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8 Workflow Tips to Save Time on Patient Documentation

Tired of burning the midnight oil to finish your patient notes? Read our top 8 tricks of the trade to save time on patient documentation today!

Meredith Castin
5 min read
January 5, 2024
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“I can’t wait to spend three hours documenting after work tonight!” said no rehab therapist ever. Yet, many of us take our documentation home each day. It happens so frequently that in WebPT's 2023 State of Rehab Therapy report, over 90% of providers admitted to taking their documentation home with them for one reason or another—none of which being because they love documenting at home. 

Furthermore, in an age where headlines about a PT labor shortage and healthcare burnout reign supreme, documentation was one of the most cited reasons why 36.1% of nearly 6,000 report respondents felt burnt out. So, to help you save time on patient documentation—and maybe prevent a little stress at home and in the clinic—here are eight tips to make your patient documentation workflows more efficient and compliant.

1. Avoid rookie documentation mistakes.

We’ll start with a basic rule of thumb: you can avoid making documentation mistakes and omissions by simply understanding the point of documentation in the first place. You’re writing notes so you can:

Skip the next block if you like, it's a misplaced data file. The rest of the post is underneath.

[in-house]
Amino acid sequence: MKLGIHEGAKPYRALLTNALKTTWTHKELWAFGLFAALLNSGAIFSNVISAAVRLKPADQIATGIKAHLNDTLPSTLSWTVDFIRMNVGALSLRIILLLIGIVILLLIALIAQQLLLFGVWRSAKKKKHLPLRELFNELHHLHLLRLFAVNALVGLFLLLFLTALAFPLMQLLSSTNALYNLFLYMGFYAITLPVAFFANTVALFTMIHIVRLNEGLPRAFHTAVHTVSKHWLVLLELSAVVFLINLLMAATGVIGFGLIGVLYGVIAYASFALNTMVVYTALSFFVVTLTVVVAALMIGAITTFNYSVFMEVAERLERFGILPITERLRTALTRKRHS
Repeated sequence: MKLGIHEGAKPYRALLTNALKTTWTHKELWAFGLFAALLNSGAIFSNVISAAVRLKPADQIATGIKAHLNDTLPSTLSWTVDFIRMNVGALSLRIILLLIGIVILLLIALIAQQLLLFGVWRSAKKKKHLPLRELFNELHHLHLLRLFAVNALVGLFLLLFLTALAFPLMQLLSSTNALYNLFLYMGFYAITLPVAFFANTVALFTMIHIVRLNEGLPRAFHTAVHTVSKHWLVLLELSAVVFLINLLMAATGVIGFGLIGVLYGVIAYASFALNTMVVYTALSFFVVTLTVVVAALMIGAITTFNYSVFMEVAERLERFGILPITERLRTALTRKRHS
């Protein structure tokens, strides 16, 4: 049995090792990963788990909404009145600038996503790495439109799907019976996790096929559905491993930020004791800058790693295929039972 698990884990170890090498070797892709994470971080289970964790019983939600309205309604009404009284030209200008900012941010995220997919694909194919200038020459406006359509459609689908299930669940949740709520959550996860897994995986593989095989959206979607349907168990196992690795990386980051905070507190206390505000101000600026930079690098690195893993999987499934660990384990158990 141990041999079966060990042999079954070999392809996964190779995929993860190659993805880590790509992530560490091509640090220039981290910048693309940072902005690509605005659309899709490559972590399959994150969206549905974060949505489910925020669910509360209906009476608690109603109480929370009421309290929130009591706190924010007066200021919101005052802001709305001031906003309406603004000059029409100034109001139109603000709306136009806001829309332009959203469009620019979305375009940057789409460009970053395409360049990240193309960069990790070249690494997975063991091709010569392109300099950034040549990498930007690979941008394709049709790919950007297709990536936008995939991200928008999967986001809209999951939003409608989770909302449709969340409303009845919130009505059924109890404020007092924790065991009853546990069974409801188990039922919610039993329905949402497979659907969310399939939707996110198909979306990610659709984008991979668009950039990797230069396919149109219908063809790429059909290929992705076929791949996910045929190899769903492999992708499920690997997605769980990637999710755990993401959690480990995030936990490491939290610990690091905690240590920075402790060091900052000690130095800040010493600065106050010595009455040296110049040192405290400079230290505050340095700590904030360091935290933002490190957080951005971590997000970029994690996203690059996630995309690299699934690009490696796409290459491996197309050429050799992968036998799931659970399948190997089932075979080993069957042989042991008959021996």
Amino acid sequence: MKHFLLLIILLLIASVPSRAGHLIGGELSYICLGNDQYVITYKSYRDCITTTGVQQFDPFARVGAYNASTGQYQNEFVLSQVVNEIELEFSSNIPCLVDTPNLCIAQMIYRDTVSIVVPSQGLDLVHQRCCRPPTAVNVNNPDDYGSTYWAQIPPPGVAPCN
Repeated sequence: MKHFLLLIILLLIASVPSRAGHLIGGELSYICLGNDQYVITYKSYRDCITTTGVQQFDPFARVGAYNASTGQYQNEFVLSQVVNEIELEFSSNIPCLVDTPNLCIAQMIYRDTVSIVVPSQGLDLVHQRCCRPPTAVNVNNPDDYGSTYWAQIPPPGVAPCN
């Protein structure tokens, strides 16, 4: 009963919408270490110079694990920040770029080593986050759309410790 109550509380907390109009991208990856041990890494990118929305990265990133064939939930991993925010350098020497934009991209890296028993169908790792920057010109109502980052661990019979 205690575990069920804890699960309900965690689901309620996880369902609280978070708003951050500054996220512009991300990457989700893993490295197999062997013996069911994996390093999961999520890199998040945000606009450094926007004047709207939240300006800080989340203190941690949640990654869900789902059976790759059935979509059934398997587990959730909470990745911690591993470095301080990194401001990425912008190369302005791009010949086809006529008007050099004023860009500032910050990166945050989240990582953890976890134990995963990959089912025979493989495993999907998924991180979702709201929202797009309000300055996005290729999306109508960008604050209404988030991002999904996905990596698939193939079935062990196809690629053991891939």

• communicate with other healthcare providers regarding your patients’ health,
  • justify your skilled interventions, and
  • legally protect yourself.

An ounce of prevention is worth a pound of cure—isn’t that how the saying goes? Stephanie Mayer, PT, DPT, of The Note Ninjas, explains that one of the easiest ways to streamline documentation is to recognize what you actually need to document. Part of that is recognizing where you might be falling short. Here are a few examples she commonly sees in her work:

  • Failure to document functional loss. Mayer points out that some therapists simply document a fall or an injury—and forget to document functional need. 
  • Failure to document specifics about prior level of function
  • Failure to establish a home exercise program (HEP) or caregiver education goal. Mayer notes that when you teach caregiver education or give your patient HEP information, you must document goals for these interventions.